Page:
Pedro Alvarez was born in the Triqui-speaking town of Santa Cruz Rio Venado in Oaxaca, and came to the U.S. in 1985, after his father was murdered. He was one of the first Triquis to migrate to the U.S. Today he is a respected elder of a community that has grown to many thousands of people, spread through the farm worker towns of the Salinas Valley, Sonoma County and beyond.
“When I got my first job at Sonoma Vineyards, I didn’t know how to do the work,” he recalls. “But eventually I learned how to prune, plant, tie vines and remove leaves, and then worked in the grape harvest.” He is an old man now, and still a farm worker.
In 1986 Alvarez got his permanent residence visa, or “green card,” through the farm worker amnesty, part of the Immigration Reform and Control Act. Once he had legal status he brought his wife and children to California. Here they had other children, and the family grew.
“Working in the fields has supported all of us, and made it possible to bring everyone,” he says. His children, however, don’t do farm labor any more. “They went on to study, and now they do other jobs. None of them work in the fields. But that’s still the way my wife and I put food on the table.”
Triquis in California are among the state’s most recent migrants, and because they arrived after the amnesty, most are undocumented. Triquis are also among the poorest workers in agriculture. Perhaps because Alvarez came earlier and got legal status, his family gained a kind of economic stability that most Triquis don’t have. The Alvarez children may be leaving the fields, but they are still a big presence in the Triqui community. Last weekend one of Pedro Alvarez’ sons, Mariano, organized the country’s first Triqui cultural festival in Greenfield, where indigenous migrants make up more than half the town’s residents.
Pedro Alvarez believes agriculture is still the path to survival for his community, but like many others he gets angry about the low wages. “Working here doesn’t pay much, but if you haven’t studied, there’s no alternative,” he concludes. “There will always be work in the fields for those who need it, but maybe in the future it will pay better. The price of food is always going up, and people aren’t so willing to work in the places that pay the worst. There aren’t as many workers right now, so growers have to raise wages a little to get people.”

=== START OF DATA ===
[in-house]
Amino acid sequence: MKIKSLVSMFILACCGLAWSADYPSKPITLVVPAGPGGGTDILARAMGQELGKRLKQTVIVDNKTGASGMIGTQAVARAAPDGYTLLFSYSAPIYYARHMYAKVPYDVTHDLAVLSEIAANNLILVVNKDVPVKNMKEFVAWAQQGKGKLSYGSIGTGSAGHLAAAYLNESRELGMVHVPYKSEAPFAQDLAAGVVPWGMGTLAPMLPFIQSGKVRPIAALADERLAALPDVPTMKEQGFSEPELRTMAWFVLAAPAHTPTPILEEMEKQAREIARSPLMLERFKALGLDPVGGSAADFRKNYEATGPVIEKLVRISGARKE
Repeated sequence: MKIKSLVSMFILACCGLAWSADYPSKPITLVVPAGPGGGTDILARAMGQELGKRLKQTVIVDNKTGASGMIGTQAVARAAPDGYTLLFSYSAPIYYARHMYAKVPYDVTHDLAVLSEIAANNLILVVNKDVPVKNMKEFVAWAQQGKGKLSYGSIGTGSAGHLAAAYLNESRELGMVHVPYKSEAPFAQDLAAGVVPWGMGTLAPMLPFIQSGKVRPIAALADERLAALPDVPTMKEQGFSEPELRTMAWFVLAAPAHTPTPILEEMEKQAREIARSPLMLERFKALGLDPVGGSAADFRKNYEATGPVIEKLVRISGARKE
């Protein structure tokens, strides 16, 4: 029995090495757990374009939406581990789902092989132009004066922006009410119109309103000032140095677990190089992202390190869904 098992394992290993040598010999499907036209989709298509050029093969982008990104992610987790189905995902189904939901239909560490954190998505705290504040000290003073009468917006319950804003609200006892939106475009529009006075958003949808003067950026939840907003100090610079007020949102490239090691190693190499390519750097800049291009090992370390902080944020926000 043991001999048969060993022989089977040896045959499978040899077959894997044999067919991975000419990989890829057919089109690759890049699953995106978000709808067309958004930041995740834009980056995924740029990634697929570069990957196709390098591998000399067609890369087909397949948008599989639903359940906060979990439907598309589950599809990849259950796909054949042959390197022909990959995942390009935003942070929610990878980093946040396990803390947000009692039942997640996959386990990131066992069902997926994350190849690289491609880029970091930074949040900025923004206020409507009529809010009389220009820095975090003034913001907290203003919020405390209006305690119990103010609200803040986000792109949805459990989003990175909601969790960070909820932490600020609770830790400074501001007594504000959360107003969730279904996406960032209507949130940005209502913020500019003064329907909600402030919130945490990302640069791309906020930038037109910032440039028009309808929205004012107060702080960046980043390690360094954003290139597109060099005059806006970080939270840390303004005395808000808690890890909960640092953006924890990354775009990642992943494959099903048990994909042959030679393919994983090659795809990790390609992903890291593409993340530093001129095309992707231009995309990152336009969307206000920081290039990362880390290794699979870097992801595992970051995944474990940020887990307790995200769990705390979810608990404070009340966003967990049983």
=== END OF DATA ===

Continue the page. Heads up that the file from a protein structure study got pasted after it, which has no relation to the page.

The militarized border with Mexico makes crossing more expensive and dangerous, and traps many families here. Yet people continue to cross, looking for work. Pedro’s nephew Federico recently returned from Oaxaca, where he’d gone to get married to Araceli Rosales [Their names have been changed to protect their identity]. As the couple ate tlayudas (tostadas on big Oaxacan tortillas) and watched the dances at the festival in Greenfield’s Pioneer Park, Federico was looking forward to the coming work season in the Salinas Valley. But he also worried that his new family might not be able to live on the pay.
“Economically, it’s hard to support us with this work,” he explained. “When I’m working I can do it, but when there’s no work it’s impossible. There are really only five months when I have work all the time. Other than that, I’m mostly working two or three days a week.”
To Federico, field work is still a good job, “but really, there’s no alternative,” he says. “I can’t get a job in construction or working in a warehouse because they ask you for papers there. If you don’t have papers they won’t hire you. I’ll be working in the fields for many years to come. It has its ups and downs, but it’s what my life depends on.”
Alejandro Alvarez, Pedro’s oldest son, is angrier. He came with his father years ago, and put himself through high school, and later college, working beside him in the grapes. Today he’s a skilled technician in a winery, but he doesn’t see field labor as unskilled work.
“Only the people working out there know how to do it,” he charges. “If it wasn’t for them the crops wouldn’t get grown or harvested. Sometimes I think about what would happen if nobody went to work in the fields for one or two days. It would be chaos.” Alejandro compares farm work to a job in the winery warehouse, “where they pay overtime and sick leave, where people get breaks and foremen can’t just punish someone. When I look at people working in the field, I see a lack of equality.”
Nevertheless, he doesn’t think Triquis accept these conditions passively. “Little by little people are waking up,” he asserts. “The people who have crops they need planted and harvested should listen and pay attention to what our lives are actually like. For the next generation, there will be a change.”
The festival shows Triquis are proud of their culture, he explains, and are trying to find a secure place in Greenfield. The town has at times welcomed migrants, while at other times its leaders have been hostile and even called immigration authorities.
Triquis will wind up following the path made by other migrant groups in California agriculture, Alejandro Alvarez predicts. “The Filipinos did it, and Triquis are now following them. We are very creative, and here we are communicating the best part of ourselves.”
Photo: Pedro Alvarez and his wife Ana Merino, leaders of the Triqui community in California. | David Bacon